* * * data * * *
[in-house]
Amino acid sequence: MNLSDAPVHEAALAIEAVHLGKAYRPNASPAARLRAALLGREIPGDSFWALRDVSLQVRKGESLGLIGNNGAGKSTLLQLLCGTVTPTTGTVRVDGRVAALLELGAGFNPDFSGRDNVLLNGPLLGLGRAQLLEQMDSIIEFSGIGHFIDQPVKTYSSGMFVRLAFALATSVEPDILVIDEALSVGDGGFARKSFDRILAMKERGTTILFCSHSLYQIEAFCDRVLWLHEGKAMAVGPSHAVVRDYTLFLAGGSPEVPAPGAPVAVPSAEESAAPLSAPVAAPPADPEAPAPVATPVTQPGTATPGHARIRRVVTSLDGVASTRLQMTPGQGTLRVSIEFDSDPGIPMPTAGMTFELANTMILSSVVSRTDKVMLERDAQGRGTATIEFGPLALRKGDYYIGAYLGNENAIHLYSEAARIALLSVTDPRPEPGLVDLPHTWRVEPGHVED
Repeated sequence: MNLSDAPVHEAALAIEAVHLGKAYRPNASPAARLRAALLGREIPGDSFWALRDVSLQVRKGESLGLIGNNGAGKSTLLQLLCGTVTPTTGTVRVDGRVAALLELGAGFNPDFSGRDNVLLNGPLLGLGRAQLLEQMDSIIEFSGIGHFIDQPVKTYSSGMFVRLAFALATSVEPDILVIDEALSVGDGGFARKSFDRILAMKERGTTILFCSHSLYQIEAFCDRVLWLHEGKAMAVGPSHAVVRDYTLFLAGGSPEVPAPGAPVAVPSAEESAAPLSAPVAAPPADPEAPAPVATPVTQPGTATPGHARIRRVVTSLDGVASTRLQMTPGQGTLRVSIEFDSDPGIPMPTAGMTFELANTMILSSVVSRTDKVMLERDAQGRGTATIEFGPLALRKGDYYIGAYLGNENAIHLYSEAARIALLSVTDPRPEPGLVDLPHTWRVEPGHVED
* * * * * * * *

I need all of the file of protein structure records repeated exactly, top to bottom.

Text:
[in-house]
Amino acid sequence: MNLSDAPVHEAALAIEAVHLGKAYRPNASPAARLRAALLGREIPGDSFWALRDVSLQVRKGESLGLIGNNGAGKSTLLQLLCGTVTPTTGTVRVDGRVAALLELGAGFNPDFSGRDNVLLNGPLLGLGRAQLLEQMDSIIEFSGIGHFIDQPVKTYSSGMFVRLAFALATSVEPDILVIDEALSVGDGGFARKSFDRILAMKERGTTILFCSHSLYQIEAFCDRVLWLHEGKAMAVGPSHAVVRDYTLFLAGGSPEVPAPGAPVAVPSAEESAAPLSAPVAAPPADPEAPAPVATPVTQPGTATPGHARIRRVVTSLDGVASTRLQMTPGQGTLRVSIEFDSDPGIPMPTAGMTFELANTMILSSVVSRTDKVMLERDAQGRGTATIEFGPLALRKGDYYIGAYLGNENAIHLYSEAARIALLSVTDPRPEPGLVDLPHTWRVEPGHVED
Repeated sequence: MNLSDAPVHEAALAIEAVHLGKAYRPNASPAARLRAALLGREIPGDSFWALRDVSLQVRKGESLGLIGNNGAGKSTLLQLLCGTVTPTTGTVRVDGRVAALLELGAGFNPDFSGRDNVLLNGPLLGLGRAQLLEQMDSIIEFSGIGHFIDQPVKTYSSGMFVRLAFALATSVEPDILVIDEALSVGDGGFARKSFDRILAMKERGTTILFCSHSLYQIEAFCDRVLWLHEGKAMAVGPSHAVVRDYTLFLAGGSPEVPAPGAPVAVPSAEESAAPLSAPVAAPPADPEAPAPVATPVTQPGTATPGHARIRRVVTSLDGVASTRLQMTPGQGTLRVSIEFDSDPGIPMPTAGMTFELANTMILSSVVSRTDKVMLERDAQGRGTATIEFGPLALRKGDYYIGAYLGNENAIHLYSEAARIALLSVTDPRPEPGLVDLPHTWRVEPGHVED